Back in December I introduced Strong Language, a new group blog about the use, culture, and linguistics of profanity cooked up by James Harbeck and me. While some of you are now regular readers, others may be unaware of it or glad of a reminder or an update, so this post can address that. The language below may offend, so caveat lector.
Strong Language started well and this year has gone from strength to sweary strength. We’ve redesigned its appearance, partnered with Slate’s Lexicon Valley, and added more writers to the team of regular contributors. The @stronglang Twitter account ties in with the blog but does its own stuff too, such as film stills and swearwords of the day.
I’ve written ten posts for Strong Language and have as many more in various stages of completion or planning. Published posts look at filthy old songs, Irish English shite, multilingual swearing, and Rob Chirico’s book Damn!, among other things. I also compile ‘Sweary links’ – like the ‘Link love’ posts here on Sentence first, but swearing-related.
Other SLers have written about how many swears we have not given (Stephen Chrisomalis), the trouble with retard(ed) (Iva Cheung), rude phrases for cold weather (Karen Conlin), masturbatory slang (Jonathon Green), the intensifying affixal -shit, (Kory Stamper), a sweary primer on pragmatics (James Harbeck), DIY oathmaking (Daniel Sosnoski), mother _uckers in branding (Nancy Friedman), the culture of swear jars (John Kelly), St Patrick’s bad language (Terry O’Hagan), and when shit hits the newspapers (Ben Zimmer).
That’s just a flavour – there are over 80 posts so far, and new ones appear regularly, if unpredictably. That of course is part of the fun: it’s a constant pleasure to see what people come up with next and the enthusiasm and flair with which they pull it off. So if you’re interested in language that is rude, vulgar, taboo, and profane, go forth and visit, subscribe, bookmark, blog-roll (is that a verb yet?), and spread the bad word about Strong Language.
Thanks for the post, I must have missed the news in Dec. What a fun blog!
I forget when I stumbled on Strong Language – but I know it was well before I found this blog! (Had no clue you’re to blame for my Sweary Links addiction!) Even then finding SL was by sheer accident, as I was Google searching for ducks at 4AM (heaven only knows why) and wasn’t paying attention until after I saw the results! Been a follower ever since.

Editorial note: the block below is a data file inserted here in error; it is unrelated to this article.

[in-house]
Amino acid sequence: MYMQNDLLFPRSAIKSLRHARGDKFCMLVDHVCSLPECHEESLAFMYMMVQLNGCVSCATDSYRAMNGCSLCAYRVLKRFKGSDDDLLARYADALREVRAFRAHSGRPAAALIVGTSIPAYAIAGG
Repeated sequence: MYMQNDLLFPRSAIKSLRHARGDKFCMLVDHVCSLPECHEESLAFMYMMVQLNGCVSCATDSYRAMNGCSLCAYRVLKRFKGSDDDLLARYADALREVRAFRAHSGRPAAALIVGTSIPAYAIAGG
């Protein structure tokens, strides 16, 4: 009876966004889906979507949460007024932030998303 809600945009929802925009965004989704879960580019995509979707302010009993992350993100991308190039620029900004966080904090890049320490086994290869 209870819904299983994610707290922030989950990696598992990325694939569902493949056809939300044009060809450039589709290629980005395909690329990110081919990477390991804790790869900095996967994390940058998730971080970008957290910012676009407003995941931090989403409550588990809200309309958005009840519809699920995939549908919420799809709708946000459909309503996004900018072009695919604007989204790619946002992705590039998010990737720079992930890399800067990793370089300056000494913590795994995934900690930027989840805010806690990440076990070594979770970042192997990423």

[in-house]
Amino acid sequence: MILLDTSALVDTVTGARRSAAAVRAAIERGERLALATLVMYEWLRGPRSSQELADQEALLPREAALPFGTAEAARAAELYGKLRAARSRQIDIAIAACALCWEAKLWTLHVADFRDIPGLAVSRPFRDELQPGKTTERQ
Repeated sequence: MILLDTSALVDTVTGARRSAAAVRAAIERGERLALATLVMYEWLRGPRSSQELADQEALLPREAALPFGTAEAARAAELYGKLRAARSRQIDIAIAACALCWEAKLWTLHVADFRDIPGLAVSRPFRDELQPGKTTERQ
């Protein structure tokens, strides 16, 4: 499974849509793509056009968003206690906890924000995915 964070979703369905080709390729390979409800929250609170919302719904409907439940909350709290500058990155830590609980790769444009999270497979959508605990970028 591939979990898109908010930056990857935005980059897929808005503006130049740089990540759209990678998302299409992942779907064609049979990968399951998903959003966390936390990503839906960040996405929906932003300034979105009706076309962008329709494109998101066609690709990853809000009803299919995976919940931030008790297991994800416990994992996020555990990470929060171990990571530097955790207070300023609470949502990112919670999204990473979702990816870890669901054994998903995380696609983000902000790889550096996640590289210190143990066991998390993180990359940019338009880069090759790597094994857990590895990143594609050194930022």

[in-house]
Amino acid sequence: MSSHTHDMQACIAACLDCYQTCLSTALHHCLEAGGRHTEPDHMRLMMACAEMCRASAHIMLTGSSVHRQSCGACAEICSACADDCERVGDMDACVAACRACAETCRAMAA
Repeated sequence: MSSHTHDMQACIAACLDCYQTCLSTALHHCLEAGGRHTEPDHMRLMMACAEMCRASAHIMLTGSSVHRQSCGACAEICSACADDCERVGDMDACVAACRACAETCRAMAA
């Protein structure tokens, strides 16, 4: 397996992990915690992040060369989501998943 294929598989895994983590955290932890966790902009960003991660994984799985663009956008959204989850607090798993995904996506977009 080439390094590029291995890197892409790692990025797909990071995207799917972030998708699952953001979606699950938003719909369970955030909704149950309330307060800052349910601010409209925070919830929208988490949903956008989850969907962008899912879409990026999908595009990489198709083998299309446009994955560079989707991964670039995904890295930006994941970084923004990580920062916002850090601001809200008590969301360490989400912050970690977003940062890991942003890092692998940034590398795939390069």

Where on Earth did you get the image for this post? It reminds me (sort of in reverse) of the story of the knight who comes home from the Crusades after ten years, boasting to his wife about all the battles he’s been in and paynim he has slain, until she brings out her array of young children, saying “And I too, my lord, have not been idle.” There’s a bowdlerized version in which the children are replaced by dolls.
Cynthia: Thank you! And thanks for subscribing to it.
kamikazezealot: That’s like a reverse of the usual autocorrect – how very ducking serendipitous. Thank for following SL, and welcome to Sentence first too.
John: It did the rounds on social media about a year ago, showing up on sites like Imgur and We Know Memes. Pretty soon people had made pillows and tapestries out of it. I’m afraid I don’t know who’s originally responsible for the image.
During a recent discussion on times when it is or isn’t acceptable to swear, my 11-year-old goddaughter told me that her teacher had said ‘shit’ in class, and that she was shocked by this. I said that I found it shocking too, and inquired as to the context – I was imagining that he perhaps stubbed his toe or something. But no, it turns out that the kids are learning about World War 1 in the lead-up to the 100th anniversary of Anzac Day (a very big deal down here). The teacher was describing the conditions faced by the troops when he used the phrase ‘and all this shit.’ Ah well, in that case, I told her, I completely approve. I said that this is one of the reasons why we need swear words. How could one describe a war zone without using swear words, or some way to shock their audience?
Yes, the use of profanity in that context could be seen as quite appropriate, even among children, and the fact that it shocked them underscores its power. Far better that they encounter such terms used with moral intent than without just cause (or worse, with hatred).
Superlinguo has just posted ‘Astrological signs for linguists’. Mine is: ‘Virgo: You are pure and chaste, which means you are deeply fascinated by the smutty and impure. We suggest you read Strong Language.’
Thanks, David – I wondered if anyone would report on this, especially a Virgo. It’s a fun set.
[…] And here’s a progress report from March 2015: Strong Language 2: Swear harder. […]
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